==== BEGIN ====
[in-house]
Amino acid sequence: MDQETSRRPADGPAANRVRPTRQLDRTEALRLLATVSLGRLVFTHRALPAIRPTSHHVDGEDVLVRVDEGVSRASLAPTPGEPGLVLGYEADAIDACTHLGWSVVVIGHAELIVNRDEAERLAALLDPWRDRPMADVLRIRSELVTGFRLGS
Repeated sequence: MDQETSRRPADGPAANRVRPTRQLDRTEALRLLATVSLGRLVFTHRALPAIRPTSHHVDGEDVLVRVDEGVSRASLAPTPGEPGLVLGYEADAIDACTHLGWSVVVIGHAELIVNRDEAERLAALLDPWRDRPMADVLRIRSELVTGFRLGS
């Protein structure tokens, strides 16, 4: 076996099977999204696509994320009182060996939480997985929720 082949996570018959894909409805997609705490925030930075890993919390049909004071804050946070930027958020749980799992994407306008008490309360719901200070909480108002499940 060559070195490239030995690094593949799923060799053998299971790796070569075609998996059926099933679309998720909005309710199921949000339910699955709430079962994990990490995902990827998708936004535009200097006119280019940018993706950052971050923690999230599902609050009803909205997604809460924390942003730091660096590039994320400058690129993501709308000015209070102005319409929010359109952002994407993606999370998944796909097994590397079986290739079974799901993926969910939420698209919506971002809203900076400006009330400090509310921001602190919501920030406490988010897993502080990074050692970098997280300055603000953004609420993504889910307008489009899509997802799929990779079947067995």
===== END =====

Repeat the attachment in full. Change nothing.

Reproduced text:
[in-house]
Amino acid sequence: MDQETSRRPADGPAANRVRPTRQLDRTEALRLLATVSLGRLVFTHRALPAIRPTSHHVDGEDVLVRVDEGVSRASLAPTPGEPGLVLGYEADAIDACTHLGWSVVVIGHAELIVNRDEAERLAALLDPWRDRPMADVLRIRSELVTGFRLGS
Repeated sequence: MDQETSRRPADGPAANRVRPTRQLDRTEALRLLATVSLGRLVFTHRALPAIRPTSHHVDGEDVLVRVDEGVSRASLAPTPGEPGLVLGYEADAIDACTHLGWSVVVIGHAELIVNRDEAERLAALLDPWRDRPMADVLRIRSELVTGFRLGS
């Protein structure tokens, strides 16, 4: 076996099977999204696509994320009182060996939480997985929720 082949996570018959894909409805997609705490925030930075890993919390049909004071804050946070930027958020749980799992994407306008008490309360719901200070909480108002499940 060559070195490239030995690094593949799923060799053998299971790796070569075609998996059926099933679309998720909005309710199921949000339910699955709430079962994990990490995902990827998708936004535009200097006119280019940018993706950052971050923690999230599902609050009803909205997604809460924390942003730091660096590039994320400058690129993501709308000015209070102005319409929010359109952002994407993606999370998944796909097994590397079986290739079974799901993926969910939420698209919506971002809203900076400006009330400090509310921001602190919501920030406490988010897993502080990074050692970098997280300055603000953004609420993504889910307008489009899509997802799929990779079947067995």